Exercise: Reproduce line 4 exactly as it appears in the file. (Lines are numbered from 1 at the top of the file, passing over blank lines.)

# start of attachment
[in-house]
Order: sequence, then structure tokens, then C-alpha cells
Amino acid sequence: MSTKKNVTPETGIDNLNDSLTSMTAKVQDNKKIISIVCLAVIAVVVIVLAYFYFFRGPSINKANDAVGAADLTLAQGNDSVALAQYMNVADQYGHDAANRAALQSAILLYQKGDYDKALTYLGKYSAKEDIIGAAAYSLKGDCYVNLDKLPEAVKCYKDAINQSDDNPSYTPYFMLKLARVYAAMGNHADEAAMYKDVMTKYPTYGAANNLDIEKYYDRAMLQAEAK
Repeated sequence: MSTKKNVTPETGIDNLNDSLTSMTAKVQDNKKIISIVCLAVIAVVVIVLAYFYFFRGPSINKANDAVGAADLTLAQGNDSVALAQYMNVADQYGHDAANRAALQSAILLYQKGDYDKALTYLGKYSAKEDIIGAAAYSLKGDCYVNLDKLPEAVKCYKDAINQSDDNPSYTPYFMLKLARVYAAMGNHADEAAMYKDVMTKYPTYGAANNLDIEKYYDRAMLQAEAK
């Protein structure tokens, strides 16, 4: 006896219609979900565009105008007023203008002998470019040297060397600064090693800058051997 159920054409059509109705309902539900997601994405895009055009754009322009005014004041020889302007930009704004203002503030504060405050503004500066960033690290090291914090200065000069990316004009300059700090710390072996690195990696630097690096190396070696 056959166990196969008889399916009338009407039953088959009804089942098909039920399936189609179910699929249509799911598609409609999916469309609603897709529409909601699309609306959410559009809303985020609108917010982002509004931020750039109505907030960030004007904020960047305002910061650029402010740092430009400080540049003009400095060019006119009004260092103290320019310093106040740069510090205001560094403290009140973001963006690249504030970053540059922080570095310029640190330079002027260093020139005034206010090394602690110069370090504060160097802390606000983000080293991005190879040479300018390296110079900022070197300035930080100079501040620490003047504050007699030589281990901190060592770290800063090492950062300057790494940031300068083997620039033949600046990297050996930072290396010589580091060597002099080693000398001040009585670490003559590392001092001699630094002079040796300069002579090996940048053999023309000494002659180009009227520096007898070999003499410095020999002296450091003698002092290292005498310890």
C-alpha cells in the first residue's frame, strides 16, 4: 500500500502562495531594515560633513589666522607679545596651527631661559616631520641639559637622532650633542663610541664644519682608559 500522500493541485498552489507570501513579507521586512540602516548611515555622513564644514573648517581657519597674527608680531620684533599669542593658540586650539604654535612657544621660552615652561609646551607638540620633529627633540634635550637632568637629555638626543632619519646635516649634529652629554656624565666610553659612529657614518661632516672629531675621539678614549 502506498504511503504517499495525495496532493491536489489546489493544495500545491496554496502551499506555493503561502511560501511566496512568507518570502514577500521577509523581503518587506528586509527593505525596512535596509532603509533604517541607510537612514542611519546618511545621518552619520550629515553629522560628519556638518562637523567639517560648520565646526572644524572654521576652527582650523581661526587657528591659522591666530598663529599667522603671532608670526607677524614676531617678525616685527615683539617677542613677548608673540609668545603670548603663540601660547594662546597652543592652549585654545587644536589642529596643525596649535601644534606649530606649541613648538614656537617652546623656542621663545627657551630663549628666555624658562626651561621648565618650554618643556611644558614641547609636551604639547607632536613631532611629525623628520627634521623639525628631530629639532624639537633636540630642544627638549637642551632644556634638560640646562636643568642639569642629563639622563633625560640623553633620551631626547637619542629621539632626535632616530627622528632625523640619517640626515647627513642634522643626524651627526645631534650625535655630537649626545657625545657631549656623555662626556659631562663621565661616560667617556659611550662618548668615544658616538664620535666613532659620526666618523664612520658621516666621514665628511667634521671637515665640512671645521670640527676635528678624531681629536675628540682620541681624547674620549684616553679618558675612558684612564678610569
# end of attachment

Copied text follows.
Repeated sequence: MSTKKNVTPETGIDNLNDSLTSMTAKVQDNKKIISIVCLAVIAVVVIVLAYFYFFRGPSINKANDAVGAADLTLAQGNDSVALAQYMNVADQYGHDAANRAALQSAILLYQKGDYDKALTYLGKYSAKEDIIGAAAYSLKGDCYVNLDKLPEAVKCYKDAINQSDDNPSYTPYFMLKLARVYAAMGNHADEAAMYKDVMTKYPTYGAANNLDIEKYYDRAMLQAEAK